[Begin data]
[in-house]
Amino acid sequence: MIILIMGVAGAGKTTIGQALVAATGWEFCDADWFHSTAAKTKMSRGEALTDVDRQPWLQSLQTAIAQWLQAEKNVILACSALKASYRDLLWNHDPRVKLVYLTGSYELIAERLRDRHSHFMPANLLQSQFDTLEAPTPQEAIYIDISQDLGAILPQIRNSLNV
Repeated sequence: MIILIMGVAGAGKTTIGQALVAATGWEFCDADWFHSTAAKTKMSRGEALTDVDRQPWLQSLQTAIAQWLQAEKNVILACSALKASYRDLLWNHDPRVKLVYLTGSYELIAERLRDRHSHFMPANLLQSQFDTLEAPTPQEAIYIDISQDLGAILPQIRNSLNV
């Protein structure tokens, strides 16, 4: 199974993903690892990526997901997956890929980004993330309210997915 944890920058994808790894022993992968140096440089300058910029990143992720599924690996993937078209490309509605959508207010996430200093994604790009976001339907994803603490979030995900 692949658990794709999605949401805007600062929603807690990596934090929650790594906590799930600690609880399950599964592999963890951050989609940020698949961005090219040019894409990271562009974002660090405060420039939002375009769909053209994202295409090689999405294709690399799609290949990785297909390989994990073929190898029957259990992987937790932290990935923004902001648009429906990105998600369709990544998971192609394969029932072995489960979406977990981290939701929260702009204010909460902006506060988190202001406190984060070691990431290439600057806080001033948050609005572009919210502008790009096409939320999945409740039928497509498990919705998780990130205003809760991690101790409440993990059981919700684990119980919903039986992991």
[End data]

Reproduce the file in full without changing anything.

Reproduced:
[in-house]
Amino acid sequence: MIILIMGVAGAGKTTIGQALVAATGWEFCDADWFHSTAAKTKMSRGEALTDVDRQPWLQSLQTAIAQWLQAEKNVILACSALKASYRDLLWNHDPRVKLVYLTGSYELIAERLRDRHSHFMPANLLQSQFDTLEAPTPQEAIYIDISQDLGAILPQIRNSLNV
Repeated sequence: MIILIMGVAGAGKTTIGQALVAATGWEFCDADWFHSTAAKTKMSRGEALTDVDRQPWLQSLQTAIAQWLQAEKNVILACSALKASYRDLLWNHDPRVKLVYLTGSYELIAERLRDRHSHFMPANLLQSQFDTLEAPTPQEAIYIDISQDLGAILPQIRNSLNV
């Protein structure tokens, strides 16, 4: 199974993903690892990526997901997956890929980004993330309210997915 944890920058994808790894022993992968140096440089300058910029990143992720599924690996993937078209490309509605959508207010996430200093994604790009976001339907994803603490979030995900 692949658990794709999605949401805007600062929603807690990596934090929650790594906590799930600690609880399950599964592999963890951050989609940020698949961005090219040019894409990271562009974002660090405060420039939002375009769909053209994202295409090689999405294709690399799609290949990785297909390989994990073929190898029957259990992987937790932290990935923004902001648009429906990105998600369709990544998971192609394969029932072995489960979406977990981290939701929260702009204010909460902006506060988190202001406190984060070691990431290439600057806080001033948050609005572009919210502008790009096409939320999945409740039928497509498990919705998780990130205003809760991690101790409440993990059981919700684990119980919903039986992991």